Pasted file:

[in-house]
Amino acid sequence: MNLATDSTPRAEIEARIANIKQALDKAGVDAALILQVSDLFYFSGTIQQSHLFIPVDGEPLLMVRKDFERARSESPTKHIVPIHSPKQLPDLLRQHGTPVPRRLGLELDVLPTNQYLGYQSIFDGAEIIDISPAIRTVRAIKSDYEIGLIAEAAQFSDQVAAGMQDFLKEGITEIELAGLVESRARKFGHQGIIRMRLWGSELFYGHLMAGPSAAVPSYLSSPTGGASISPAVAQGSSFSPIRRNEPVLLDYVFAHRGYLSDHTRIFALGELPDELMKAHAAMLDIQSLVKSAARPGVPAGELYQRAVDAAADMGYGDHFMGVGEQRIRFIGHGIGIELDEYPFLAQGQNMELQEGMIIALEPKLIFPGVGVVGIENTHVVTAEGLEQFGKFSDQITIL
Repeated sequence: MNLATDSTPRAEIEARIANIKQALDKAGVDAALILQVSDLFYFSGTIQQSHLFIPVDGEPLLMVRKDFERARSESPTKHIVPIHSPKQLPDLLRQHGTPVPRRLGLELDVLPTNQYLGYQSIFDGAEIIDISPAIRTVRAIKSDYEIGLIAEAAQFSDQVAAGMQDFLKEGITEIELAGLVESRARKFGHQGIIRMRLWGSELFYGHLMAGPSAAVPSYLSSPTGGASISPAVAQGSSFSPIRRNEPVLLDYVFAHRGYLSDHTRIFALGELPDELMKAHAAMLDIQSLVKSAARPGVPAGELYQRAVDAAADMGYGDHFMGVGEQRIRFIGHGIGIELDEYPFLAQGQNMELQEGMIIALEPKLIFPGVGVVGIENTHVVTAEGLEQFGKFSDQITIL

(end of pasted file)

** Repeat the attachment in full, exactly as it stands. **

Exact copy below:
[in-house]
Amino acid sequence: MNLATDSTPRAEIEARIANIKQALDKAGVDAALILQVSDLFYFSGTIQQSHLFIPVDGEPLLMVRKDFERARSESPTKHIVPIHSPKQLPDLLRQHGTPVPRRLGLELDVLPTNQYLGYQSIFDGAEIIDISPAIRTVRAIKSDYEIGLIAEAAQFSDQVAAGMQDFLKEGITEIELAGLVESRARKFGHQGIIRMRLWGSELFYGHLMAGPSAAVPSYLSSPTGGASISPAVAQGSSFSPIRRNEPVLLDYVFAHRGYLSDHTRIFALGELPDELMKAHAAMLDIQSLVKSAARPGVPAGELYQRAVDAAADMGYGDHFMGVGEQRIRFIGHGIGIELDEYPFLAQGQNMELQEGMIIALEPKLIFPGVGVVGIENTHVVTAEGLEQFGKFSDQITIL
Repeated sequence: MNLATDSTPRAEIEARIANIKQALDKAGVDAALILQVSDLFYFSGTIQQSHLFIPVDGEPLLMVRKDFERARSESPTKHIVPIHSPKQLPDLLRQHGTPVPRRLGLELDVLPTNQYLGYQSIFDGAEIIDISPAIRTVRAIKSDYEIGLIAEAAQFSDQVAAGMQDFLKEGITEIELAGLVESRARKFGHQGIIRMRLWGSELFYGHLMAGPSAAVPSYLSSPTGGASISPAVAQGSSFSPIRRNEPVLLDYVFAHRGYLSDHTRIFALGELPDELMKAHAAMLDIQSLVKSAARPGVPAGELYQRAVDAAADMGYGDHFMGVGEQRIRFIGHGIGIELDEYPFLAQGQNMELQEGMIIALEPKLIFPGVGVVGIENTHVVTAEGLEQFGKFSDQITIL